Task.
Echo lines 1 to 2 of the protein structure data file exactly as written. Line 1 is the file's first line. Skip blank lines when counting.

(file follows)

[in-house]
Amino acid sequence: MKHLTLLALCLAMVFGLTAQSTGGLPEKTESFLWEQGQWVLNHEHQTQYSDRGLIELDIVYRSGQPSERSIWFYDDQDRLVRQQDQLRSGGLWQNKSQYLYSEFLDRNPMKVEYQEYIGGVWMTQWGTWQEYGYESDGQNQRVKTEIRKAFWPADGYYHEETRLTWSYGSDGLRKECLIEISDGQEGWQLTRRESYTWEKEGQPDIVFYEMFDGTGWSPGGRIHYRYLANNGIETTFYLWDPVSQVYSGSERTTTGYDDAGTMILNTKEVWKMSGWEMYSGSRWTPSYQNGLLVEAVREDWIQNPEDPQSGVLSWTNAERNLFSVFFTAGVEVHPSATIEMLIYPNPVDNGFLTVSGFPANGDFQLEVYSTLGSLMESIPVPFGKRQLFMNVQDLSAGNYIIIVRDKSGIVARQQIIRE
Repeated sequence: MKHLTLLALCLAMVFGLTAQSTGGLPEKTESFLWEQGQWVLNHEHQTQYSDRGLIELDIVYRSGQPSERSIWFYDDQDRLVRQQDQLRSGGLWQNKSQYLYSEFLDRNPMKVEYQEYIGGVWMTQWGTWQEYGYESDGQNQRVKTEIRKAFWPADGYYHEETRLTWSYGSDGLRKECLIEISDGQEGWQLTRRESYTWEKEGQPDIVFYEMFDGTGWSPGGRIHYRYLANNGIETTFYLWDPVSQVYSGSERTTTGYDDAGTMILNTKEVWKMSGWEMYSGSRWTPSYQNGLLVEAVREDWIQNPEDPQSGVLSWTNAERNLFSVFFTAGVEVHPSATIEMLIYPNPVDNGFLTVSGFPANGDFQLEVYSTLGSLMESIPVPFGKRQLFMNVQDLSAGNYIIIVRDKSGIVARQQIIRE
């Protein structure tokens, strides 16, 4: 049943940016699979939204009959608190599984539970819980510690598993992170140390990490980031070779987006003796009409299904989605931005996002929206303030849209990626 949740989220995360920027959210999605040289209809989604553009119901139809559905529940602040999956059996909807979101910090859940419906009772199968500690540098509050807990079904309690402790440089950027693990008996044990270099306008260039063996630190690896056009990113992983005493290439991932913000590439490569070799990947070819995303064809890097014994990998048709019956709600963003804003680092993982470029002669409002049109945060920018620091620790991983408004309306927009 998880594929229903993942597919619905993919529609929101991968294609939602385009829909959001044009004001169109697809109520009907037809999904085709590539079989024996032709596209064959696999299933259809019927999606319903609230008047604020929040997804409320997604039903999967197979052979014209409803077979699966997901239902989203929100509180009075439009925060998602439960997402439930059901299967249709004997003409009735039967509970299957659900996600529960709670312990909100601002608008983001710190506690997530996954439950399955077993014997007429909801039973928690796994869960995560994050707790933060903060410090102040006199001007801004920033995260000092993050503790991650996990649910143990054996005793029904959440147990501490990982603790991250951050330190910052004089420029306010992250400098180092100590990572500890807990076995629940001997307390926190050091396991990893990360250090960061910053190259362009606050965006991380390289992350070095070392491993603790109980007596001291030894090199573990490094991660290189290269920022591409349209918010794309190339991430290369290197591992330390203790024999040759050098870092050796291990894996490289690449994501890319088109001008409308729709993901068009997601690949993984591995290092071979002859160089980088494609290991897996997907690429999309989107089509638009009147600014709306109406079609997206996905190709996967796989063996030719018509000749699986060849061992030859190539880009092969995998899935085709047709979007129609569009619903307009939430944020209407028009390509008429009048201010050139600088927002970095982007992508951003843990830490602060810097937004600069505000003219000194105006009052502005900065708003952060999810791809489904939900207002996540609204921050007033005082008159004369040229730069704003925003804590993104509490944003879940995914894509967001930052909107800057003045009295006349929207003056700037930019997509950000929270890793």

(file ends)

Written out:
[in-house]
Amino acid sequence: MKHLTLLALCLAMVFGLTAQSTGGLPEKTESFLWEQGQWVLNHEHQTQYSDRGLIELDIVYRSGQPSERSIWFYDDQDRLVRQQDQLRSGGLWQNKSQYLYSEFLDRNPMKVEYQEYIGGVWMTQWGTWQEYGYESDGQNQRVKTEIRKAFWPADGYYHEETRLTWSYGSDGLRKECLIEISDGQEGWQLTRRESYTWEKEGQPDIVFYEMFDGTGWSPGGRIHYRYLANNGIETTFYLWDPVSQVYSGSERTTTGYDDAGTMILNTKEVWKMSGWEMYSGSRWTPSYQNGLLVEAVREDWIQNPEDPQSGVLSWTNAERNLFSVFFTAGVEVHPSATIEMLIYPNPVDNGFLTVSGFPANGDFQLEVYSTLGSLMESIPVPFGKRQLFMNVQDLSAGNYIIIVRDKSGIVARQQIIRE